DC Plan Sponsors React to Coronavirus with Moderation
- April 30, 2020
- Posted by: Jeff Atwell
- Category: Economics, Financial Plan, Resources
Retirement plan professionals and plan sponsors are continuing to evaluate the provisions of the CARES Act. As this article from Plan Sponsor article indicates, the majority of plans have now elected to adopt some or all of the CARES Act provisions. This creates an opportunity for retirement plan professionals to create added value for plan sponsors and participants who are, or might be considering utilizing the CARES Act options.
Before liquidating any investments, a participant needs to consider the fact that the market has suffered a large decrease. This means that if investments are sold now, the loss is “locked in,” and those funds will not participate in the value increase when the market recovers. The impact on the participant’s ultimate retirement savings is likely to be significant. If a participant has other assets that can be accessed for the financial challenges being faced, it may be a good idea to use those instead, leaving the retirement funds to recover and be there for when they are needed down the road.
If a participant, a qualified individual, elects to take a distribution, they can spread their tax liability over a 3-year period. The participant will need assistance on how to manage their tax liability based on their income needs and income tax rate in the years ahead. For example, a participant took a $36,000 distribution and paid taxes of $12,000 in 2020 and $12,000 in 2021. In 2022, the participant deposits $36,000 back into a retirement plan or IRA, representing a repayment of the $36,000 distributed to them in the Coronavirus-related distribution in 2020. The participant will be able to recoup the taxes paid on their 2020 and 2021 returns and will not need to claim the final one-third of the distribution as income in 2022.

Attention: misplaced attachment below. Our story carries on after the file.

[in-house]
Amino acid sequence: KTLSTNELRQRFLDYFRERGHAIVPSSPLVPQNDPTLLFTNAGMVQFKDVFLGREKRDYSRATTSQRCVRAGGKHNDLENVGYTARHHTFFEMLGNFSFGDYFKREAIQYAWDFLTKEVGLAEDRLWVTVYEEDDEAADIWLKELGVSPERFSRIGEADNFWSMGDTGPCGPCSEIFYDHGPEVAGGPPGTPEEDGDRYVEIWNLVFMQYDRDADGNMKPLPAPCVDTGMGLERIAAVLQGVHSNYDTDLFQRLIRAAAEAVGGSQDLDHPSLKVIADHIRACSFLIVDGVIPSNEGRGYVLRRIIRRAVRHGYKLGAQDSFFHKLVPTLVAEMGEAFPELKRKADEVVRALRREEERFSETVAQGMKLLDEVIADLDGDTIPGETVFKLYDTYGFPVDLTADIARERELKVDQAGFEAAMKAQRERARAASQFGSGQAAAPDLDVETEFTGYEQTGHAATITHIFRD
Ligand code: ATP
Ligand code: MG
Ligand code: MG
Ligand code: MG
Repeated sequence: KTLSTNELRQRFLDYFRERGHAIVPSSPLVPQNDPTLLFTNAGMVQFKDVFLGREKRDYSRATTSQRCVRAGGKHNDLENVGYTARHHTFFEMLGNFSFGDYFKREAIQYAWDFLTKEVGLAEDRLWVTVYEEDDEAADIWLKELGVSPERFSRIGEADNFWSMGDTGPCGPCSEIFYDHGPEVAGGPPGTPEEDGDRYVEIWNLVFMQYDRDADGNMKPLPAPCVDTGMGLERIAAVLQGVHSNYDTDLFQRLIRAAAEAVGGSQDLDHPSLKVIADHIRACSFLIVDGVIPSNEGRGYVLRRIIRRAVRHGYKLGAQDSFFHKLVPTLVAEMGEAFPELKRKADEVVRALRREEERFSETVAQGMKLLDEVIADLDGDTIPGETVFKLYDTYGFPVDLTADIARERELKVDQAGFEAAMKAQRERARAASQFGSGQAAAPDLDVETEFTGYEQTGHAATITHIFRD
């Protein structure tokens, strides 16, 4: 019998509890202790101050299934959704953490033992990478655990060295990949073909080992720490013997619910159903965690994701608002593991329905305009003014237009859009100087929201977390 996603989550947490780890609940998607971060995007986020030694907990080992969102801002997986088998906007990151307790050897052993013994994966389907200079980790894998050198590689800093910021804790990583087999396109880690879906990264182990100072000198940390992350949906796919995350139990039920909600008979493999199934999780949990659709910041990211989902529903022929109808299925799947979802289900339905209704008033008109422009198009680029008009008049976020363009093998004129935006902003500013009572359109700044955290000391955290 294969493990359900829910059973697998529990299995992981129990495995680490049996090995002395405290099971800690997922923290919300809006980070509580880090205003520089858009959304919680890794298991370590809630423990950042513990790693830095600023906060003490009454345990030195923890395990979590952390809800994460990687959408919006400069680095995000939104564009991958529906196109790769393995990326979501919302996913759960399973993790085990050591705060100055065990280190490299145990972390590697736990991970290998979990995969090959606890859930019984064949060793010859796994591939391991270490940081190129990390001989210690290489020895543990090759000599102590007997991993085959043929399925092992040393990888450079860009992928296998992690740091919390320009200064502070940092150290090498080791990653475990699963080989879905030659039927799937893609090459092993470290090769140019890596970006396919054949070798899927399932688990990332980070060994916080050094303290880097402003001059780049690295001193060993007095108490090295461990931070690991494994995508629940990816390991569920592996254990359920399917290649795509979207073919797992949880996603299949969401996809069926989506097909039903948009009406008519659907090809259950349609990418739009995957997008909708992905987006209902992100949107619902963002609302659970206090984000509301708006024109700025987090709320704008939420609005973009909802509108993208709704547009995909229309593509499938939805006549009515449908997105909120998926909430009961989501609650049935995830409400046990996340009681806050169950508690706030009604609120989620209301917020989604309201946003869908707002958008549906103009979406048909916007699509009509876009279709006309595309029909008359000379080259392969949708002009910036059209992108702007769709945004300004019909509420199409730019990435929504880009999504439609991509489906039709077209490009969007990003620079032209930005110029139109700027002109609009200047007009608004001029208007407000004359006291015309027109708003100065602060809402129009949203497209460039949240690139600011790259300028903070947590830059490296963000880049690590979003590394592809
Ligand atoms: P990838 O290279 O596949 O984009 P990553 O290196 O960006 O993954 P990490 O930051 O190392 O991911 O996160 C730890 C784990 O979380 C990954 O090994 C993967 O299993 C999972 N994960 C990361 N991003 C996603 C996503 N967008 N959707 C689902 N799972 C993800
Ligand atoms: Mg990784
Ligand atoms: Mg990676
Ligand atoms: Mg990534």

Assume a participant has a vested account balance of $75,000, is a qualified individual, and the plan sponsor has elected to allow for increased plan loans. The participant borrows the $75,000 and elects not to begin making loan payments until 1/1/2021. The $75,000 loan will have to be repaid in 60 months in order to avoid a taxable event. What if the participant cannot afford the loan payments on the $60,000 loan? The loan will be defaulted and income tax will be due on the unpaid loan balance and the participant will incur a 10% excise tax penalty if they are younger than age 59 ½ .
As these examples illustrate a substantial amount of thought needs to be taken into consideration before a participant utilizes their retirement plan assets for their financial needs.
By Jeff Atwell, AIF, C(k)P, CPFA , Principal, TRG Fiduciary Services, LLC